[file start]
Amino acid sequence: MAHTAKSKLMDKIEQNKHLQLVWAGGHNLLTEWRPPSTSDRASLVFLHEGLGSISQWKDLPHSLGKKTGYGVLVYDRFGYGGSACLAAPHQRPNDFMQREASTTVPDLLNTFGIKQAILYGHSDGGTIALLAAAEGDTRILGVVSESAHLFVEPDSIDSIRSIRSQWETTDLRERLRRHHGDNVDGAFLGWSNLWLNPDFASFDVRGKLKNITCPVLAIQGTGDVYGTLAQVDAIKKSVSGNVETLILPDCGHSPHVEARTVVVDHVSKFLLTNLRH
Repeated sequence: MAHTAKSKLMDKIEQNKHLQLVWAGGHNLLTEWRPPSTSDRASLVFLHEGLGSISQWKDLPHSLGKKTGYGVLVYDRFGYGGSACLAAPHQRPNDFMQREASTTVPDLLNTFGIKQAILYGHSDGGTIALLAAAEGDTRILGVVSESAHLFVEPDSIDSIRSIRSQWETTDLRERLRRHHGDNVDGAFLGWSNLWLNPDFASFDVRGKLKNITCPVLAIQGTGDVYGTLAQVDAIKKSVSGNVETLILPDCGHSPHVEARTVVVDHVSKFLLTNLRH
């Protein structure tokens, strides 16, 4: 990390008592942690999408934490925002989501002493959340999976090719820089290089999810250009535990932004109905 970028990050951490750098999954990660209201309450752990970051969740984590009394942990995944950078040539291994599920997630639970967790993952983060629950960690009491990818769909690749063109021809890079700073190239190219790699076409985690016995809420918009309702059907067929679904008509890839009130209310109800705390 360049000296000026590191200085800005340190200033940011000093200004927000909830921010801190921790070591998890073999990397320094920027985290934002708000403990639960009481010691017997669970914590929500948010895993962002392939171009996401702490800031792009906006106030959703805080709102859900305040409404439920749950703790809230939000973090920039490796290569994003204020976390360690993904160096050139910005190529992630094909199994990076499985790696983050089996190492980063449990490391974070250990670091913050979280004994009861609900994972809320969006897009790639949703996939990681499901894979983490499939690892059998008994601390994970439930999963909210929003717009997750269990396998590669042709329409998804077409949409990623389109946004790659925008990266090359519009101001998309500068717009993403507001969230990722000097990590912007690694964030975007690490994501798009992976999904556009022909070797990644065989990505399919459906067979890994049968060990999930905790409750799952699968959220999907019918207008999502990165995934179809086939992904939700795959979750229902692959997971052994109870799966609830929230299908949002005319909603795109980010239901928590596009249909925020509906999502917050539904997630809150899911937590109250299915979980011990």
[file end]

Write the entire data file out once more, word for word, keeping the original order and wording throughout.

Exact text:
Amino acid sequence: MAHTAKSKLMDKIEQNKHLQLVWAGGHNLLTEWRPPSTSDRASLVFLHEGLGSISQWKDLPHSLGKKTGYGVLVYDRFGYGGSACLAAPHQRPNDFMQREASTTVPDLLNTFGIKQAILYGHSDGGTIALLAAAEGDTRILGVVSESAHLFVEPDSIDSIRSIRSQWETTDLRERLRRHHGDNVDGAFLGWSNLWLNPDFASFDVRGKLKNITCPVLAIQGTGDVYGTLAQVDAIKKSVSGNVETLILPDCGHSPHVEARTVVVDHVSKFLLTNLRH
Repeated sequence: MAHTAKSKLMDKIEQNKHLQLVWAGGHNLLTEWRPPSTSDRASLVFLHEGLGSISQWKDLPHSLGKKTGYGVLVYDRFGYGGSACLAAPHQRPNDFMQREASTTVPDLLNTFGIKQAILYGHSDGGTIALLAAAEGDTRILGVVSESAHLFVEPDSIDSIRSIRSQWETTDLRERLRRHHGDNVDGAFLGWSNLWLNPDFASFDVRGKLKNITCPVLAIQGTGDVYGTLAQVDAIKKSVSGNVETLILPDCGHSPHVEARTVVVDHVSKFLLTNLRH
């Protein structure tokens, strides 16, 4: 990390008592942690999408934490925002989501002493959340999976090719820089290089999810250009535990932004109905 970028990050951490750098999954990660209201309450752990970051969740984590009394942990995944950078040539291994599920997630639970967790993952983060629950960690009491990818769909690749063109021809890079700073190239190219790699076409985690016995809420918009309702059907067929679904008509890839009130209310109800705390 360049000296000026590191200085800005340190200033940011000093200004927000909830921010801190921790070591998890073999990397320094920027985290934002708000403990639960009481010691017997669970914590929500948010895993962002392939171009996401702490800031792009906006106030959703805080709102859900305040409404439920749950703790809230939000973090920039490796290569994003204020976390360690993904160096050139910005190529992630094909199994990076499985790696983050089996190492980063449990490391974070250990670091913050979280004994009861609900994972809320969006897009790639949703996939990681499901894979983490499939690892059998008994601390994970439930999963909210929003717009997750269990396998590669042709329409998804077409949409990623389109946004790659925008990266090359519009101001998309500068717009993403507001969230990722000097990590912007690694964030975007690490994501798009992976999904556009022909070797990644065989990505399919459906067979890994049968060990999930905790409750799952699968959220999907019918207008999502990165995934179809086939992904939700795959979750229902692959997971052994109870799966609830929230299908949002005319909603795109980010239901928590596009249909925020509906999502917050539904997630809150899911937590109250299915979980011990």